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Story Publication logo October 16, 2018

Jamal Khashoggi: Journalist's Disappearance Reveals Broader Crackdown on Other Dissidents

Defense Secretary Jim Mattis stands with Deputy Crown Price of Saudi Arabia and Defense Minister Mohammad bin Salman Al Saud before a bilateral meeting at the Pentagon in Washington, D.C., March 16, 2017. Photo by Army Sgt. Amber I. Smith, Department of Defense. United States, 2017.

Recently, Saudi Arabia has marketed a new image as a more liberal, modernizing nation. Yet at home...

Image from The Takeaway from WNYC and PRI. 
Image from The Takeaway from WNYC and PRI.

The mysterious disappearance of Saudi journalist Jamal Khashoggi has caused shockwaves throughout the world, forcing many to confront Saudi Arabia's actions in cracking down on dissenters. Khashoggi was a writer for The Washington Post and other publications.

As outlets have reported, Khashoggi entered the Saudi consulate in Istanbul, Turkey on Oct. 2, from which, according to his fiancee, he never emerged. According to Turkish officials, Khashoggi was murdered — and potentially even tortured and dismembered — at the hands of the Saudi state. Saudi Arabia continues to vehemently deny these charges.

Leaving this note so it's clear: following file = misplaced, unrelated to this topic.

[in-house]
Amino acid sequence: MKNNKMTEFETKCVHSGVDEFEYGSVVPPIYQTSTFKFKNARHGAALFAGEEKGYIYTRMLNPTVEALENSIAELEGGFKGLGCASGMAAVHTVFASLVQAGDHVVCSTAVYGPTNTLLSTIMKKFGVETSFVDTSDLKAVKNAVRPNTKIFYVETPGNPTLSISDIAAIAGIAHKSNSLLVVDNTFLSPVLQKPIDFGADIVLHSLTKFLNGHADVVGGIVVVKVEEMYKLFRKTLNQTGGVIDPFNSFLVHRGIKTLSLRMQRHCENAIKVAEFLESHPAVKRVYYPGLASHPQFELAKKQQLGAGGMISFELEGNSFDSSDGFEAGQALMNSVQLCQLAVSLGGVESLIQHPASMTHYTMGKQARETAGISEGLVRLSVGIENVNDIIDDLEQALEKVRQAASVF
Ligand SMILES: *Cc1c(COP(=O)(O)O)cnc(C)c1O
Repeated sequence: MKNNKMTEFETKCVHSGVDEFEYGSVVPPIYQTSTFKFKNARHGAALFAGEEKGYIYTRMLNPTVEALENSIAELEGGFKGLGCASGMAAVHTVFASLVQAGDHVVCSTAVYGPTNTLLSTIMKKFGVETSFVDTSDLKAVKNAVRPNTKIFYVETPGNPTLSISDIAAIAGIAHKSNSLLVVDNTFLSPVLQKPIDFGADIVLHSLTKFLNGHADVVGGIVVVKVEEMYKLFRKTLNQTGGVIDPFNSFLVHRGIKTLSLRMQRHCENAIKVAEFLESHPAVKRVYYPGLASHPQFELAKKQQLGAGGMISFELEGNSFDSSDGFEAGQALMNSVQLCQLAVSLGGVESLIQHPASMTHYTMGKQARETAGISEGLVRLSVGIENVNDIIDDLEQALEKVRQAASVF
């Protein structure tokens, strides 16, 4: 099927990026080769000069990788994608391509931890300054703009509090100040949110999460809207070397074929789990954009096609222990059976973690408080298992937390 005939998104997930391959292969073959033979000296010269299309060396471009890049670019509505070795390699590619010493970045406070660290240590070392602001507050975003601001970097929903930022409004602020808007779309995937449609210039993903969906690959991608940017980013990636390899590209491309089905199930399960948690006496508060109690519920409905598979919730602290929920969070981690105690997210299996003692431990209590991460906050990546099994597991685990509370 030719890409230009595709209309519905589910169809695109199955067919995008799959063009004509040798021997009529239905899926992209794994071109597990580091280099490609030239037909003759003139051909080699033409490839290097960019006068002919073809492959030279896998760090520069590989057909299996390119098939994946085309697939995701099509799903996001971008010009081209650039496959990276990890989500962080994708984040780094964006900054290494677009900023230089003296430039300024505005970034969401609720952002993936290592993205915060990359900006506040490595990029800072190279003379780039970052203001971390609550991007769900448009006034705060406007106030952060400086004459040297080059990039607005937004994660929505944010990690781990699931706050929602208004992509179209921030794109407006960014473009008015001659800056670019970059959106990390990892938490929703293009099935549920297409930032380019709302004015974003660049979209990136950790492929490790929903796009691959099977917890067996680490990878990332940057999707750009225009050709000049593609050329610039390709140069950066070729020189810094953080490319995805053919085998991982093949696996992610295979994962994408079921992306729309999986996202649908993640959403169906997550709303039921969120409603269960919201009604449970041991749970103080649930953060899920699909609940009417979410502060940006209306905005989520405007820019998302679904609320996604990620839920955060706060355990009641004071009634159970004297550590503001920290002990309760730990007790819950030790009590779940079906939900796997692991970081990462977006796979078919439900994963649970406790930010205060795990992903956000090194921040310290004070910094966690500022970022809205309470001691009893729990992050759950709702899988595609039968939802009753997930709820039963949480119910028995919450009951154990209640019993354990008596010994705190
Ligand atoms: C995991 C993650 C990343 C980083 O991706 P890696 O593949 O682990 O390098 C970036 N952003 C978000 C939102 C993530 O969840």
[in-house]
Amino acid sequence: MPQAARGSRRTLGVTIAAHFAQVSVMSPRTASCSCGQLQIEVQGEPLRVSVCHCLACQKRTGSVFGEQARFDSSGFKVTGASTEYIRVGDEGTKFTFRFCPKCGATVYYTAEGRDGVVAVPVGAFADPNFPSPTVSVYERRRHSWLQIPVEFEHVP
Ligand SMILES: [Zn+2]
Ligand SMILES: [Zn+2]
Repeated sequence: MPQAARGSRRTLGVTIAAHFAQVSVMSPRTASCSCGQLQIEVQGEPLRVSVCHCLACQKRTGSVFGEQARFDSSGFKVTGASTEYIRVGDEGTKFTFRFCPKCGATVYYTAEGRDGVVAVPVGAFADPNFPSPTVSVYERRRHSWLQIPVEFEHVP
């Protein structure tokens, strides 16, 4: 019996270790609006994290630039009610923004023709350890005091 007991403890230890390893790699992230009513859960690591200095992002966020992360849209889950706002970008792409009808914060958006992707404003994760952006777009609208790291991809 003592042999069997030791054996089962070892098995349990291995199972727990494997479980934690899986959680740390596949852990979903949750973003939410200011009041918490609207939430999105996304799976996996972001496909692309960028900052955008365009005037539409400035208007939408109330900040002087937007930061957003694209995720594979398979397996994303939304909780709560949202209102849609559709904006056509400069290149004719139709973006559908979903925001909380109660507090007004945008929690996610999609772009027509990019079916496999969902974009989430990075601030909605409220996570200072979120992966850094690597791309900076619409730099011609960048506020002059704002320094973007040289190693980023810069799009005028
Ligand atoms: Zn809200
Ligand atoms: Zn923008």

According to reports, however, the U.S. has intercepts of Saudi officials discussing a plan to lure Khashoggi back to Saudi Arabia and detain him.

Khashoggi was a vehement opponent of the Saudi regime but is not the first or only dissident allegedly targeted by the Saudi Crown Prince.

Sarah Aziza, a freelance journalist writing on human rights, joins The Takeaway to discuss Khashoggi's disappearance.

Aziza recently wrote a story for The Intercept, highlighting the larger crackdown on Saudi dissidents, including women who fought for the right to drive in the country and Khashoggi himself.

Click above to hear this segment.

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